“Immediatist vs Incrementalist” debate analysis, Part VI: Christians and the legislative process

by Clinton Wilcox of Life Training Institute

It is an honor to be able to contribute to Jill’s frankly devastating critique of T. Russell Hunter’s performance in his “Immediatist vs Incrementalist debate against Gregg Cunningham.

churchandstatesignsLate in the debate (timestamps 1:05:10 to 1:07:04), Hunter made the following claim: Christians are not practicing activism at abortion clinics because they don’t trust in the power of God, they trust in incremental legislation.

During cross-examination  (timestamps 1:41:32 to 1:44:56), Hunter made the same accusation, adding pastors and churches, and asked if Cunningham agreed.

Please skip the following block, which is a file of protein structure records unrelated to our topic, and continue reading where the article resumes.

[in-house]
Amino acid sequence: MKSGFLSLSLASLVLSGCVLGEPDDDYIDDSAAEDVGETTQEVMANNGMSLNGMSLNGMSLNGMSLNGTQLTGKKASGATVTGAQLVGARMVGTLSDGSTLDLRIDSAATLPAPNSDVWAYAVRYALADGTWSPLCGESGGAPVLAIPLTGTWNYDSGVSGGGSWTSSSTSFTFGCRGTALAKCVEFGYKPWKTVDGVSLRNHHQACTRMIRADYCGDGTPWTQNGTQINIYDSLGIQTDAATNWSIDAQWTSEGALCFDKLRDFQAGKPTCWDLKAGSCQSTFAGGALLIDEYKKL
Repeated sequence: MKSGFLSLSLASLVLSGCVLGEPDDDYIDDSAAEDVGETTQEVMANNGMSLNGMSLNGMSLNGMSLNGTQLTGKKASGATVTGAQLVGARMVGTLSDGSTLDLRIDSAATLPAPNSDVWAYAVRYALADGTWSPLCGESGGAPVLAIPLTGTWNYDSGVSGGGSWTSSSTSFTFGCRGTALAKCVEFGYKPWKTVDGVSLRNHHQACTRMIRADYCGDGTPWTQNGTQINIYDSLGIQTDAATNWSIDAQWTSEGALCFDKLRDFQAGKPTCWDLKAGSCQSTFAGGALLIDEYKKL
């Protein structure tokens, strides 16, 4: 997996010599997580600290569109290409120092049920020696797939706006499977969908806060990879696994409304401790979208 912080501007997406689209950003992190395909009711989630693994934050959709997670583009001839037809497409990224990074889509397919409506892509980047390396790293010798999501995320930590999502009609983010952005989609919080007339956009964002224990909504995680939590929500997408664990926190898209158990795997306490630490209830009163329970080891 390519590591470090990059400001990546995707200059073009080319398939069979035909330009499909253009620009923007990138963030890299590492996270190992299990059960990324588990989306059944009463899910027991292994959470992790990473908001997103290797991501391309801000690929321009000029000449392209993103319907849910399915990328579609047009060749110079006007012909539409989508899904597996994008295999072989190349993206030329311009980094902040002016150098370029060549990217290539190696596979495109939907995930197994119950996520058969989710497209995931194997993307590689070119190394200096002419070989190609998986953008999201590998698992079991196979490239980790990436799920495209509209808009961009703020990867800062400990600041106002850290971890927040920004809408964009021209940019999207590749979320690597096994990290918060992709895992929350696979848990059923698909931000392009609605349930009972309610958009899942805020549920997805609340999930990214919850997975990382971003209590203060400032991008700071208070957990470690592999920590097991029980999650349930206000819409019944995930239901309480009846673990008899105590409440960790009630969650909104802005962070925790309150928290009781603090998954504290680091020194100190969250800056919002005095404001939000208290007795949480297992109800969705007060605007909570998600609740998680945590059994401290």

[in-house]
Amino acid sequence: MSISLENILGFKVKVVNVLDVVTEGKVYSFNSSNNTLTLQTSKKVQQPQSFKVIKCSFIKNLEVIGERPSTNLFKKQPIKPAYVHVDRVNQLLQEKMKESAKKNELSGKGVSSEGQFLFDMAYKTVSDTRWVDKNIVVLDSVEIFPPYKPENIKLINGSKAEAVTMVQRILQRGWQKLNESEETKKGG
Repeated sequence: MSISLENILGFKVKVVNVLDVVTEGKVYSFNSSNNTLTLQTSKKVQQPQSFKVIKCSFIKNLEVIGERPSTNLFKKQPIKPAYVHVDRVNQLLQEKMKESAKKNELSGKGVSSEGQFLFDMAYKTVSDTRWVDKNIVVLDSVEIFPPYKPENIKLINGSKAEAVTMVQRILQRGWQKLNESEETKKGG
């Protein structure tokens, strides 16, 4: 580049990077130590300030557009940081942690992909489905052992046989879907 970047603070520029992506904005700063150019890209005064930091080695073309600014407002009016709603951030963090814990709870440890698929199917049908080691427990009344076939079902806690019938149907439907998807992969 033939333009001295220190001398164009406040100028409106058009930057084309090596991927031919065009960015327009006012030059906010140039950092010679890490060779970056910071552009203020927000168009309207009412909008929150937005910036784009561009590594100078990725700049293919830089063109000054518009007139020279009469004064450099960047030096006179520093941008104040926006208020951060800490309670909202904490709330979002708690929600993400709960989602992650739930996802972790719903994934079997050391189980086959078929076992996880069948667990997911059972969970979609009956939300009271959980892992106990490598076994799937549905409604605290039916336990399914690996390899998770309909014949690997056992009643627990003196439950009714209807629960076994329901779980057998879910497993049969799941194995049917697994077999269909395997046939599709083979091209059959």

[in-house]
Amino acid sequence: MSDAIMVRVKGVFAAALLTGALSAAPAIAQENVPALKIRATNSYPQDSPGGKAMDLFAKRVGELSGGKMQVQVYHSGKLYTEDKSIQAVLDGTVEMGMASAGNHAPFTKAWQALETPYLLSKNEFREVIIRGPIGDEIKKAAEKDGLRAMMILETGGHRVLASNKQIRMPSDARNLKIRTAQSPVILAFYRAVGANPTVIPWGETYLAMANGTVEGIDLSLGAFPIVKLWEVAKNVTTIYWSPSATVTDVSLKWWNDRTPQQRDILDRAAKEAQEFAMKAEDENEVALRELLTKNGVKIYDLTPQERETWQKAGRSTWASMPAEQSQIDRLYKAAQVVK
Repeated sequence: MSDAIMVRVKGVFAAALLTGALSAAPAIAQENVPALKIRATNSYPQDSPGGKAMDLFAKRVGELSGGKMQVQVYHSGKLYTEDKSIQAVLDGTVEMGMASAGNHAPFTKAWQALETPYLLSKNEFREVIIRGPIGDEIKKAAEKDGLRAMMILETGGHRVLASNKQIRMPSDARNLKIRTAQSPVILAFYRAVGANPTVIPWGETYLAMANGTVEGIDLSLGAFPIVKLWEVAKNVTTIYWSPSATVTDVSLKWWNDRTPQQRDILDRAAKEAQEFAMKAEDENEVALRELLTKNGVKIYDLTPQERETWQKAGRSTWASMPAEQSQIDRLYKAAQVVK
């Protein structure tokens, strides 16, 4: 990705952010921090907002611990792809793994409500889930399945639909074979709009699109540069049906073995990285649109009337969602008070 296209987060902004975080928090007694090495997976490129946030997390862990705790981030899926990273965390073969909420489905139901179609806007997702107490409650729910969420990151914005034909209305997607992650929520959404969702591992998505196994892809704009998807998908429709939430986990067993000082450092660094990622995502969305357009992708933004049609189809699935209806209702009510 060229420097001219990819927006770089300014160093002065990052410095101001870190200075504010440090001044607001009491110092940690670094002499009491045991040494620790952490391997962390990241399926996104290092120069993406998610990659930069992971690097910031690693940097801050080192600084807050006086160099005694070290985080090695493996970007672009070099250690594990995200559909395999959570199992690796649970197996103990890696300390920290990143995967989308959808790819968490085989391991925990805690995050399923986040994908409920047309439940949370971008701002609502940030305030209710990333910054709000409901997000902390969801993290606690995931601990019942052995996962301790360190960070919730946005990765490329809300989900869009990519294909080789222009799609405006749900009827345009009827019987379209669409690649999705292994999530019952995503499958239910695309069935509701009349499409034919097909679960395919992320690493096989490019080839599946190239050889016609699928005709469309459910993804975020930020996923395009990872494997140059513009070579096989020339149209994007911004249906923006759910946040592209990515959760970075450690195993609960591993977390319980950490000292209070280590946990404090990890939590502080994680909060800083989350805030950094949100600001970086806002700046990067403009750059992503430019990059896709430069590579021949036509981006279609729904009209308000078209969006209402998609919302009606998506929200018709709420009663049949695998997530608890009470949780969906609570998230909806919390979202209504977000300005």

Cunningham rebutted that while he agreed churches aren’t doing enough to combat abortion, it is not the fault of incremental legislation. Incremental legislation is a good thing.

Rather, Cunningham observed:

  • Pastors are not being trained properly in pro-life apologetics, and they are not speaking about abortion to their parishioners.
  • Pastors can be afraid of losing members, so they don’t want to engage in any sort of “offensive” speech from the pulpit.
  • Christians, by and large, are not leaving the pews to engage in pro-life activism.

Not to be outdone, Hunter wrote the following as a comment on Jill’s post:

As for specific bills and laws, we do believe that cultural change is necessary to their passage and are focused on doing what we can to “get the votes,” as our anti-abolitionist pro-life opponents always tell us “are not there.” But do look for specific practical actionable bills of abolition to start appearing in 2016.

In other words, legislation is actually fine, as long as it’s AHA’s brand of legislation. And somehow Hunter’s brand will not lull Christians into complacency?